Don’t overstate your qualifications. Don’t lie. If you are going to talk about your cases, do it in a way that does not imply future results.
Always be professional.
Follow these tips and it is unlikely that you will ever have any problem with your local bar. If you do, call Josh (and he’ll solve it haha). Always remember that clients can say whatever they want–a client testimonial is not an advertisement.
Sachia Bhatia (@sachbhat), Director of Product Management at Avvo, discussed four basic things that every Avvo user should do and then identified three new opportunities to take advantage of. First, the four necessities: (1) Keep your profile up to date–there are few things worse than an outdated, stale profile. (2) Solicit reviews from current and past clients–these reviews are important to your Avvo ranking and also have impact in search engine results. (3) Build out your endorsement network. Find attorneys you can legitimately endorse and request legitimate endorsements in return–the “I endorse this lawyer” line simply doesn’t cut it anymore. Endorsements need to be detailed and descriptive. (4) Answer questions to showcase expertise. Again, answering questions on Avvo helps your Avvo score and it also increases your exposure by exponential factors. Not all of us can be level 20 contributors (some of us have to actually bill hours after all–I’m only a level 10 contributor and no, I don’t have an Avvo rating of 10–who can fix that for me?). But answer questions when you can. Subscribe to immediate email updates for questions in your practice areas and your localities so that you can be a first responder. This will be more important as Avvo rolls out some new features.
Sachia also discussed three “new” opportunities that more Avvo lawyers should be using: (1) Avvo on the go–start getting Avvo updates wherever you are (see the discussion above about “immediate” subscriptions to questions); (2) Bring Avvo Home–make sure that all of the work you do on Avvo and other sites, such as answering questions or publishing guides, pushes users back to your Core Web Presence. Use Avvo to help bring your potential clients to your home turf; and (3) Bring answers back to your site. This is something I plan on implementing immediately. When you answer a question on Avvo, publish that question and answer on your own site. Increase your footprint and show the visitors to your homepage the knowledge you have (and hopefully answer some of their questions along the way).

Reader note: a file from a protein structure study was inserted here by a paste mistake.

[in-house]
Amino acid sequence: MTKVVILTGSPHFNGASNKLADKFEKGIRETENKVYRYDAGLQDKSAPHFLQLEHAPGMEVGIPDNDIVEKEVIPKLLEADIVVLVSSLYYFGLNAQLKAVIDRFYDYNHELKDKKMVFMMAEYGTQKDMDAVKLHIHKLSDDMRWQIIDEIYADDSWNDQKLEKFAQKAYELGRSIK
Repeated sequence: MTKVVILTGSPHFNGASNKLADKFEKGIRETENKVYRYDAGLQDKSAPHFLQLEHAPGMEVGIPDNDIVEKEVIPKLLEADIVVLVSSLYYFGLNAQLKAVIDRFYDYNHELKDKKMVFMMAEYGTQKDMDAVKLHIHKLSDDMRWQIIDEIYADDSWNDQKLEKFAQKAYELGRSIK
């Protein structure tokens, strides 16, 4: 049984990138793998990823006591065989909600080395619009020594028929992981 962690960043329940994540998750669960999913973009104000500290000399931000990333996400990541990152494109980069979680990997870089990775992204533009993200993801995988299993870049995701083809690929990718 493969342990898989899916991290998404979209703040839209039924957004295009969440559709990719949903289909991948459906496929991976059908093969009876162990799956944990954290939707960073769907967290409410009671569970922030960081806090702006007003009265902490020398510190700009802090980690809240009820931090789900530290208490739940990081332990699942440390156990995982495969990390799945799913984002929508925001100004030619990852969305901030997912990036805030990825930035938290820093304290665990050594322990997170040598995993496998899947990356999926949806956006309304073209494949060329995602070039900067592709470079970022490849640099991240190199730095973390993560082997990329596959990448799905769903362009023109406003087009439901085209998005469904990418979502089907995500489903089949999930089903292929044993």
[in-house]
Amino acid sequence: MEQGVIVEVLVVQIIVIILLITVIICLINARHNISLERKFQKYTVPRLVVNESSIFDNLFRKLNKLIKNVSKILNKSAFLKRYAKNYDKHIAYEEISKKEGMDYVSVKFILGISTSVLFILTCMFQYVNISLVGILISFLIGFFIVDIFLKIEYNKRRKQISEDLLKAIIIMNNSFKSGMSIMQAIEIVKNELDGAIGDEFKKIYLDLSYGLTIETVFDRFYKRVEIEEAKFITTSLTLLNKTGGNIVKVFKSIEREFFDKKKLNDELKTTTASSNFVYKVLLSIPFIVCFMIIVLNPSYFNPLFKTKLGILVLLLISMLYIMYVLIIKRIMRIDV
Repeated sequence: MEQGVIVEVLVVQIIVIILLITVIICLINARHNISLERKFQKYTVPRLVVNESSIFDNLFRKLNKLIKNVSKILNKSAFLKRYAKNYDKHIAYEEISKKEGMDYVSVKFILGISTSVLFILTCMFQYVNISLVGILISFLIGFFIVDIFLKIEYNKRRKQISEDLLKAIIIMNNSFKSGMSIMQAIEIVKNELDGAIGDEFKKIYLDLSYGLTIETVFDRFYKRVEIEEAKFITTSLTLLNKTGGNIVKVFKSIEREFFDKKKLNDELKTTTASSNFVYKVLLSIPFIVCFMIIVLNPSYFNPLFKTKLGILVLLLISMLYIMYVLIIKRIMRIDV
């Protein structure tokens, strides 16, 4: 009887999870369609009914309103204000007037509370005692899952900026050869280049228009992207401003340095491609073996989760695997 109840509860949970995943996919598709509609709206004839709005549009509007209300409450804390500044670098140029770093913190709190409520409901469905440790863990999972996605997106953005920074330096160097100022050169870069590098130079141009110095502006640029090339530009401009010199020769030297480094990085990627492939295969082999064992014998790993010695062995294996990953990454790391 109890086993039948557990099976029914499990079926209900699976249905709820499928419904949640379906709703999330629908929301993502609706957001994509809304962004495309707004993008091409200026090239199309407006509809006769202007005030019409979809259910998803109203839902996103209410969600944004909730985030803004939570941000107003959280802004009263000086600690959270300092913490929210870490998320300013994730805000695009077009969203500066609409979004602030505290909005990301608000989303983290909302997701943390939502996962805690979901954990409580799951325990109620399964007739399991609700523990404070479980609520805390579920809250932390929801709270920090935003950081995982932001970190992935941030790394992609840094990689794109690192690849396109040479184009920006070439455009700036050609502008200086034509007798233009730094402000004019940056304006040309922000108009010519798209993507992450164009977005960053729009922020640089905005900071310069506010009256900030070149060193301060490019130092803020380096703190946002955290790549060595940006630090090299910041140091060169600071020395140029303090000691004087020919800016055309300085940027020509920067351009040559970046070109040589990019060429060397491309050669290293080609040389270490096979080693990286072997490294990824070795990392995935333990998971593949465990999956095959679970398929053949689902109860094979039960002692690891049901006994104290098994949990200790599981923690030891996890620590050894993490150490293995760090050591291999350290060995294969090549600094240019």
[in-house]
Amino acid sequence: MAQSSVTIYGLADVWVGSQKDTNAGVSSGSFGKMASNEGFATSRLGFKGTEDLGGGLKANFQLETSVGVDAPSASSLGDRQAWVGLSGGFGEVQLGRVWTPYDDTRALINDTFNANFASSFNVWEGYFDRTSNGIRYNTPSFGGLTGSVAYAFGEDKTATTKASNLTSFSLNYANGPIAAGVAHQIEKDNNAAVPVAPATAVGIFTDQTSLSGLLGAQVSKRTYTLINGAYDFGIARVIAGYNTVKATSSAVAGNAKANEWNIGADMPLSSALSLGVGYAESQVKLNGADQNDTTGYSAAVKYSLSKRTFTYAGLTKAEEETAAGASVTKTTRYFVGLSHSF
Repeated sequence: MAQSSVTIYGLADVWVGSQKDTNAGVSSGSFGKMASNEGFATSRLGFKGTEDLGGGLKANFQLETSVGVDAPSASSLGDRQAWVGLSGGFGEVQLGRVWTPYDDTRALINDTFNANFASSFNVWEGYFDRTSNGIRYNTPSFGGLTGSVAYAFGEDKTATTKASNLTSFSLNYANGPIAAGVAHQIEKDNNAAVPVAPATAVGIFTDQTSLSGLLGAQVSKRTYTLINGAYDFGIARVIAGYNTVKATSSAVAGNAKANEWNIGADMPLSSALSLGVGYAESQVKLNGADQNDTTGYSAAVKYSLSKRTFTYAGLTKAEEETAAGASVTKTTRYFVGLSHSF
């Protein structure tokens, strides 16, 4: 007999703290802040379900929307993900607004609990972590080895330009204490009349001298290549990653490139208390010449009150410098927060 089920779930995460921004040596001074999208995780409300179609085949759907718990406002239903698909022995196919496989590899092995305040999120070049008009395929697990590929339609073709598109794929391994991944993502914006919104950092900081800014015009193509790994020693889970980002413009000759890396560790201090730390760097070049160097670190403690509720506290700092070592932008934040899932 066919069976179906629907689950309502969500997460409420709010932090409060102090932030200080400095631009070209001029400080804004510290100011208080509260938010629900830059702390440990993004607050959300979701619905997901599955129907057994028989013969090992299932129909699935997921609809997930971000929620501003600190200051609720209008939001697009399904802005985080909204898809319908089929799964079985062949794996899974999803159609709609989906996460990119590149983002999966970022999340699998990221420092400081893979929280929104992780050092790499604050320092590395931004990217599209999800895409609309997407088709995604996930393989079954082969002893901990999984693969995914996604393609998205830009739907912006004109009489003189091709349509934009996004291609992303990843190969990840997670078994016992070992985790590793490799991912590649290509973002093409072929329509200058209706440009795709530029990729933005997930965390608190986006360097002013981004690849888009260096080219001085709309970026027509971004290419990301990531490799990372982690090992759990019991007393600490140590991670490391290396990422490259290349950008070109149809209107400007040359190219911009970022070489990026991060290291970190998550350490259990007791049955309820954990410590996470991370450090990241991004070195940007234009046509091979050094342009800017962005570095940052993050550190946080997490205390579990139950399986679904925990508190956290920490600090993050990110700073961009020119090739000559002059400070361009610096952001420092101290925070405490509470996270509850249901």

Panel Discussion: Kelly H. Zinser (@kellyzinser), Linda M. Callahan (@DUIAttyCallahan), Peter Gonzalez (linkedin.com/in/peterjgonzales), Rich Sierra (businesslawyer.biz). As was the case yesterday, it was hard to take notes on the panel discussion–to much conversation going back and forth. The panel continued on the theme established by Sachia and discussed how to best use Avvo and how it was working in their respective practices. I hope the panel discussions make their way onto a Avvo / Lawyernomics video post. The information exchanged in the panels was invaluable.
Ari Kaplan (@AriKaplan), President/Owner of Ari Kaplan Advisors. Ari’s presentation was one of my favorites. His creativity in building networks and a working referral base is unmatched. He spent most of his time focusing on how you should be making efforts to help your network increase their personal business and success. For example, Ari scours the web, including sites such as http://www.helpareporterout.com, and then forwards links to those in his network to follow up on. “Self promotion has very little to do with promoting yourself. It really has to do with helping to promote others.” Absolutely brilliant.
He is creating an extremely loyal network by helping his network succeed. His focus is on his connections, not himself. And my personal favorite tip was to do quick video interviews with “important” people as an icebreaker or a way to open that networking door. I was really impressed by this idea. I think it is brilliant. So I went “Ari” on “Ari” and here is the result (it will play upright, I promise):
Thanks for the interview Ari. Hopefully it will be the first of many more. For whatever reason, this really resonated with me. What a great way to build a network, especially with those who otherwise might not give you the time of day. I was so impressed, I got Ari’s book.
Vanessa Fox (@vanessafox) is a search guru. While her presentation was entitled “Marketing in the Age of Google,” it quickly became apparent that the subject de jure was “How do I convince people to hire me.” According to Vanessa, “Search is valuable for figuring out what people really want.” And figuring out what people want is extremely important because these three steps are necessary to convince people to hire you:
Know who your audience is.
Know where your audience is.
Know what your audience wants.
Figure out what your audience is searching for and make sure that you are found there. Speak their language. Enough with the “Environmental Remediation Litigation Specialist.” How about “environmental cleanup lawyer” or some other layman term that might actually get searched. “Remember to talk about things in the same way that your audience talks about them.” Also remember that SEO “is about solving people’s problems.”